The European colonists quickly adapted the tradition, and the French Canadians used dogs for warfare during the Seven Years War (1756-1768). The dogs were cheaper than horses – and much more effective in the freezing cold. In Norway, dogs were used during the second world war. They served as ambulances through the woods and mountains, as well as delivery dogs supplying soldiers in the field.

Dog sled team from World War I. Photo: Land Titles Survey Authority


Vital for reaching the South Pole

During his expedition through the Northwest Passage in 1903-1906, Norwegian explorer Roald Amundsen learned to use dogs for pulling sleds by the Netsilik population in Canada. Using dogs became one of the most important factors for success when he became the first to reach the South Pole, December 14th, 1911. Unlike his competitor, Robert Scott, Amundsen used dogs for pulling most of the supplies – giving the crew members less weight to carry. Scott reached the pole 34 days later by using tractors (which broke down or sank through the ice), Mongolian horses, and dogs that he didn’t know how to handle. Him and his crew did not make it back from the expedition.

Roald Amundsen dogs south pole
Roald Amundsen on the South Pole. Photo from Oceanwide Expeditions


Dog sled racing

Most likely, there has always been competition linked to dog sledding. However, the first ever documented race took place in 1850. It started in Winnipeg, Manitoba, with the finish line in St. Paul, Minnesota. A more famous race was arranged in Nome, Alaska, in 1908. It became a historical route when Norwegian native Leonhard Seppala delivered diphtheria medicine to the town. The journey has become an important part of American history, and you can find a statue of the lead dog, Balto, in New York City.

The most famous race in the United States, The Iditarod, first took place in 1967. Norwegian dog sledders was inspired by the race, and decided to establish the longest dog sledding race in Europe: Finnmarksløpet. The first time it was hosted, in 1981, only three teams participated. Today the race is so popular it is divided into three different classes, and thousands of spectators come to watch every year. This year, Finnmarksløpet will run from March 9th, and is 1200 kilometers long. The winner from 2017, Petter Jahnsen, used 6 days and 9 hours to complete the race.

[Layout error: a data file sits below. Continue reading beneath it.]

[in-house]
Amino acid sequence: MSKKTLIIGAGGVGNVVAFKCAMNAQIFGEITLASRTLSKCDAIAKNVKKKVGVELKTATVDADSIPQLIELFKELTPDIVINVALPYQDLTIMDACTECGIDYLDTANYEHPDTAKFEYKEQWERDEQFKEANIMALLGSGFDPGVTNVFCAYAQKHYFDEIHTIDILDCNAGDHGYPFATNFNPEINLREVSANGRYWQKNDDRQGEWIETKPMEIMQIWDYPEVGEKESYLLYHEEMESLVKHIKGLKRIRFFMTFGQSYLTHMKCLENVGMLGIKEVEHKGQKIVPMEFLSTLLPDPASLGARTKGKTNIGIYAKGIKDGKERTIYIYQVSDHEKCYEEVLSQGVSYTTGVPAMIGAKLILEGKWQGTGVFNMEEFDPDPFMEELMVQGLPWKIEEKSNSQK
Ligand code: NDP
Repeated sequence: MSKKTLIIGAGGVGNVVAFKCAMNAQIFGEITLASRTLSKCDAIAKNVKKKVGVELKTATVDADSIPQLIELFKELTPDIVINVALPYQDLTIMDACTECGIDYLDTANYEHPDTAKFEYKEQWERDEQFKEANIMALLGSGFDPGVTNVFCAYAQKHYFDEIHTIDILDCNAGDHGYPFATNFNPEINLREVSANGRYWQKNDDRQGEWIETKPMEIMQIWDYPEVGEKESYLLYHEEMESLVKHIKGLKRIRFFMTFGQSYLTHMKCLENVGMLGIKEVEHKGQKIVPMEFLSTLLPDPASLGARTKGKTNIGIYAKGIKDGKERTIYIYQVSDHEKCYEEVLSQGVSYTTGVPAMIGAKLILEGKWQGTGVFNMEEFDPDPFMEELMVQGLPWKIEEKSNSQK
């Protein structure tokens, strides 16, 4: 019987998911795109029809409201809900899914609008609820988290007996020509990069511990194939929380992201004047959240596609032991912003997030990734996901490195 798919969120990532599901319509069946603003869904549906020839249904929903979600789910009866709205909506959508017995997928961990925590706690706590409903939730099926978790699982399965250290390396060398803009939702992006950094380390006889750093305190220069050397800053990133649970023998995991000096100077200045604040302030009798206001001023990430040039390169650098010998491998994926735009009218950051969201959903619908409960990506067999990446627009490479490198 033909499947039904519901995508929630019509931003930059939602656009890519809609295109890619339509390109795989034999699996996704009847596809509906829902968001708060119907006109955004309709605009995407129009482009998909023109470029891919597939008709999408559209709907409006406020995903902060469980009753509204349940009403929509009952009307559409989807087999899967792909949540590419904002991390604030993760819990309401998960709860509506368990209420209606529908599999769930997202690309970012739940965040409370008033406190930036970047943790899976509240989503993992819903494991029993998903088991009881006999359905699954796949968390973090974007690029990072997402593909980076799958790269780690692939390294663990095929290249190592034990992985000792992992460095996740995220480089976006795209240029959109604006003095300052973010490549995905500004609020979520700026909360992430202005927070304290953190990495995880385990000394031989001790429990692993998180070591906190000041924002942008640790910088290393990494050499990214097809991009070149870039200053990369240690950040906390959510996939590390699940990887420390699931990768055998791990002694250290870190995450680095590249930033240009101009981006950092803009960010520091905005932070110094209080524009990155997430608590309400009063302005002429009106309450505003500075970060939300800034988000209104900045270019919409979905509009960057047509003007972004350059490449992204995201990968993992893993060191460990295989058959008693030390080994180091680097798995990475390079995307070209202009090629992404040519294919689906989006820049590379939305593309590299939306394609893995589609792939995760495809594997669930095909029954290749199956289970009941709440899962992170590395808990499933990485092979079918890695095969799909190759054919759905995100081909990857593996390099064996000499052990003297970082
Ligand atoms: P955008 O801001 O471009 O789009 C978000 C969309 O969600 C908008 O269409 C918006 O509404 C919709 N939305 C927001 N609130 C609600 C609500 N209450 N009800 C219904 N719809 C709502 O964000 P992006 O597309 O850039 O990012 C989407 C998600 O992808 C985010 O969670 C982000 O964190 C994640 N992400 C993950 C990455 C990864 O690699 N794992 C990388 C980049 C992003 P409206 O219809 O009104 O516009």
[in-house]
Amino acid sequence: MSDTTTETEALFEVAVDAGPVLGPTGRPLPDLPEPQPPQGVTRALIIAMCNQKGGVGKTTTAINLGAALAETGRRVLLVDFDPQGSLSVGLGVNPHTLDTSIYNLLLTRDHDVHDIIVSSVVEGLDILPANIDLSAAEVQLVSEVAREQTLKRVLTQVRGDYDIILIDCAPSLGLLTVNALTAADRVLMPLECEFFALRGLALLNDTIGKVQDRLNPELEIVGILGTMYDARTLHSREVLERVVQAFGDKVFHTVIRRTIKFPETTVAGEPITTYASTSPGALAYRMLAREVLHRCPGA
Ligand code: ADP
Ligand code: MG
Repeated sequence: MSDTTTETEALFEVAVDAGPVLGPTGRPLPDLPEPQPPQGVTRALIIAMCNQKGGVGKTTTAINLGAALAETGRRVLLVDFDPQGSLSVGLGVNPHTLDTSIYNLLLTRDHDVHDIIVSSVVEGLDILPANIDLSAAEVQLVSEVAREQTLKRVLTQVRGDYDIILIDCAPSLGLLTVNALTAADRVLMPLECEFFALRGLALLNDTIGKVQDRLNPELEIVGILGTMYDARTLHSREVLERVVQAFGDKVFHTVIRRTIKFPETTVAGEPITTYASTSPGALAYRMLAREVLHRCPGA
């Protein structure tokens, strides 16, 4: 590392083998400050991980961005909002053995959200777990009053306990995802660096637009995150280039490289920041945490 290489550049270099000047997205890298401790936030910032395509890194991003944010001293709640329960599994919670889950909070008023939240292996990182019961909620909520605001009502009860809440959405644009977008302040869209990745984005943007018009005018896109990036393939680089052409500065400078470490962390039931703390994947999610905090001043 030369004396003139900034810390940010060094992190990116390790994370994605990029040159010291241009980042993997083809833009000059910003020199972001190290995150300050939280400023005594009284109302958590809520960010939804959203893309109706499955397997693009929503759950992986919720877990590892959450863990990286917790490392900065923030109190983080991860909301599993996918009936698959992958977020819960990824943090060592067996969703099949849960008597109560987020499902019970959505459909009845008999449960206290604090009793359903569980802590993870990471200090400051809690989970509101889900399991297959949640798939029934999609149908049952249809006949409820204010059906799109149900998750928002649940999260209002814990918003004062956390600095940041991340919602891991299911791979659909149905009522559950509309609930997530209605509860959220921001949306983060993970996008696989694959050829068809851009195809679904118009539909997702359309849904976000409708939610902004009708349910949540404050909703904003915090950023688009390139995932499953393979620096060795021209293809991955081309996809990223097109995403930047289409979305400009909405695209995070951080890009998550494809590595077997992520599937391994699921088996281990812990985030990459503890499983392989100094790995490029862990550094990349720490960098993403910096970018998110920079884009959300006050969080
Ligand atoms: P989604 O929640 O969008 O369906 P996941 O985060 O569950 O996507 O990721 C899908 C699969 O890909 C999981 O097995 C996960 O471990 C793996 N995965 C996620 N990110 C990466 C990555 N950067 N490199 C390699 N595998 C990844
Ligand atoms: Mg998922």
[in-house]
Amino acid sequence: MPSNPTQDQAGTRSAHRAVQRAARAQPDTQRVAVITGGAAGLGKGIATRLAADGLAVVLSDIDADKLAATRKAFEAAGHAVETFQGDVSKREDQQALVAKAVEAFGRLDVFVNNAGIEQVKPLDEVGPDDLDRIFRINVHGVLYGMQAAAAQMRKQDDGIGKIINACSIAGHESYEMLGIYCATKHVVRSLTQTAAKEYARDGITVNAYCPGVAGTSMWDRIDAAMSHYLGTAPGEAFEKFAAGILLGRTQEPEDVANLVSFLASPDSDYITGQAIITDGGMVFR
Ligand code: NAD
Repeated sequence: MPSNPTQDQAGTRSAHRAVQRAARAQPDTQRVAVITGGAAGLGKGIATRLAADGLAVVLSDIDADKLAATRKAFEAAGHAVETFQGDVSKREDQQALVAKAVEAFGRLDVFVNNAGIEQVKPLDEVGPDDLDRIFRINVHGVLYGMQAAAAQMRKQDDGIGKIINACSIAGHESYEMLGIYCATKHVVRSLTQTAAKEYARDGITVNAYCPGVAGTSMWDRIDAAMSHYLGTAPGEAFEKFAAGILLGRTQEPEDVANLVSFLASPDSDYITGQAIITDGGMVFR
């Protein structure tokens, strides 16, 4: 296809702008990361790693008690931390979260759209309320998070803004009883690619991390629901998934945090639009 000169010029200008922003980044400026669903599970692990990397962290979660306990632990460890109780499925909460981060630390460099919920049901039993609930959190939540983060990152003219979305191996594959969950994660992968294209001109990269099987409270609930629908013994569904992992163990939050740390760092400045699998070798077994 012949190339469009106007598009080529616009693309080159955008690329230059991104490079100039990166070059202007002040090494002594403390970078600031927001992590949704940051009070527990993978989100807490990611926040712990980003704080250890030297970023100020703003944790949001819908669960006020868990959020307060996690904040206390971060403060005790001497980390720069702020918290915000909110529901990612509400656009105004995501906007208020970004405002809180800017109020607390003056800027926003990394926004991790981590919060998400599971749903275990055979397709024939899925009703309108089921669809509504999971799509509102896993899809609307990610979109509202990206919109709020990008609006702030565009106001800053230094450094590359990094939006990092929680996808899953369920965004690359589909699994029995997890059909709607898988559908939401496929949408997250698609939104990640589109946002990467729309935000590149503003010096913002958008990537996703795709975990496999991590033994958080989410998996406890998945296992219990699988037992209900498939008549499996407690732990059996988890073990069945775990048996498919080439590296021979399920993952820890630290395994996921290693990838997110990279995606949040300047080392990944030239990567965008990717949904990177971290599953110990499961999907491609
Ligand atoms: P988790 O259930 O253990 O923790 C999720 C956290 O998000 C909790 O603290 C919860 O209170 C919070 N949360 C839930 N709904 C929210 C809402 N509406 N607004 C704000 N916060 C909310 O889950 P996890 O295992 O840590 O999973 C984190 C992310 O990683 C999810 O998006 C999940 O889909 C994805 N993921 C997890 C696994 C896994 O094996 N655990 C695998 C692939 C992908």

Dog sled racing finnmarksløpet lars monsen
Norwegian adventurer Lars Monsen racing Finnmarksløpet. Photo: Finnmarksløpet


Did you know? Dog sledding was a demonstration sport at three Winter Olympics: 1932 in New York, 1952 in Oslo, and in 1994 in Lillehammer. It never gained official event status.

Building dog teams

Traditionally, sled dogs were chosen based on their strength, size and stamina – criteria Roald Amundsen had for his dogs going to the South Pole. Today, dogs are bred for speed and endurance – weighing around 25 kilograms (55lb), and able to run up to 45 km/h (28mph). The most commonly used dogs in dog sled racing is the Alaskan Husky, or Siberian Husky.

Putting together a team of dogs requires you to select leader dogs, swing dogs and wheel dogs.

  • The leaders are the most important dogs, and controls the direction and speed of the team.
  • Right behind the leader, the swing dogs help the rest of the team through corners and turns.
  • The strong wheel dogs are positioned in the back, and pulls the sled out of the snow to help the team start running.
  • In bigger teams, the rest of the dogs are placed between the wheel dogs and the swing dogs.

The person on the sled is called a “musher”. The word originates from the French “marche”, meaning “to go” or “to run”, and was used as a command for making the dogs start running. For the English Canadians, the word “mush” was used. This evolved into what we now call the driver: The Musher!


Dog sledding in Tromsø

When you visit Tromsø, you have the chance to be a real musher. At the same time you will have an authentic Arctic experience! The friendly dogs love to run, as well as getting warm hugs during the breaks. You will get close interactions with the dogs and the guides, and you will experience the magnificent nature in a unique way. If you want to go dog sledding while visiting Tromsø Camping, ask the reception – and they will help you find the perfect experience! Read about the trip here







Information Sources:

Two Rivers, Alaska

Roald Amundsen, Wikipedia


Snowy Owl Tours

Kalm, P: Travels Into North America: J. Forester, translator:  The Imprint Society; Barre, MA: 1972


Photos from a dog sledding trip with our partners, Aurora Alps

Book accommodation

We welcome you to a pleasant stay here at Tromsø Lodge & Camping. We do everything we can to help you get a pleasant stay.

We look forward to your visit.

Come chat with us at the reception or give us a call or an email if there are any questions.